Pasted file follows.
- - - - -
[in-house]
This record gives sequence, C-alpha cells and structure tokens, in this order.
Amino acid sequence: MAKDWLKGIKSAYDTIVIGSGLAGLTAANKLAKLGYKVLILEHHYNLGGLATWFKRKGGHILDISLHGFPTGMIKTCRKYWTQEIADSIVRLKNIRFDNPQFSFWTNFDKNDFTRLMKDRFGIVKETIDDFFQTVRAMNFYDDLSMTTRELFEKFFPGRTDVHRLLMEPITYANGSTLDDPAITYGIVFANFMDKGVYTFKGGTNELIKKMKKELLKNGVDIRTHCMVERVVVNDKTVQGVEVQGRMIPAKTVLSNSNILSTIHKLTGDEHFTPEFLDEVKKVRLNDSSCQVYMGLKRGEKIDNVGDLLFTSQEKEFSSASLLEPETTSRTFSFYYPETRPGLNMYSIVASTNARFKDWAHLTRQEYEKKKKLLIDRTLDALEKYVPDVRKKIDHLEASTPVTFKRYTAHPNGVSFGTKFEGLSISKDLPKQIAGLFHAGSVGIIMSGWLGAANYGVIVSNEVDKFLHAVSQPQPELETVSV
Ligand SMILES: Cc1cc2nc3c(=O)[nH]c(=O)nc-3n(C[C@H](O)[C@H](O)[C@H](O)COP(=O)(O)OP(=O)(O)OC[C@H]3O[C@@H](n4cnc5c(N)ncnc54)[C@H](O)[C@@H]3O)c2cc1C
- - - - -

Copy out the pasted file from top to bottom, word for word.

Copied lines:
[in-house]
This record gives sequence, C-alpha cells and structure tokens, in this order.
Amino acid sequence: MAKDWLKGIKSAYDTIVIGSGLAGLTAANKLAKLGYKVLILEHHYNLGGLATWFKRKGGHILDISLHGFPTGMIKTCRKYWTQEIADSIVRLKNIRFDNPQFSFWTNFDKNDFTRLMKDRFGIVKETIDDFFQTVRAMNFYDDLSMTTRELFEKFFPGRTDVHRLLMEPITYANGSTLDDPAITYGIVFANFMDKGVYTFKGGTNELIKKMKKELLKNGVDIRTHCMVERVVVNDKTVQGVEVQGRMIPAKTVLSNSNILSTIHKLTGDEHFTPEFLDEVKKVRLNDSSCQVYMGLKRGEKIDNVGDLLFTSQEKEFSSASLLEPETTSRTFSFYYPETRPGLNMYSIVASTNARFKDWAHLTRQEYEKKKKLLIDRTLDALEKYVPDVRKKIDHLEASTPVTFKRYTAHPNGVSFGTKFEGLSISKDLPKQIAGLFHAGSVGIIMSGWLGAANYGVIVSNEVDKFLHAVSQPQPELETVSV
Ligand SMILES: Cc1cc2nc3c(=O)[nH]c(=O)nc-3n(C[C@H](O)[C@H](O)[C@H](O)COP(=O)(O)OP(=O)(O)OC[C@H]3O[C@@H](n4cnc5c(N)ncnc54)[C@H](O)[C@@H]3O)c2cc1C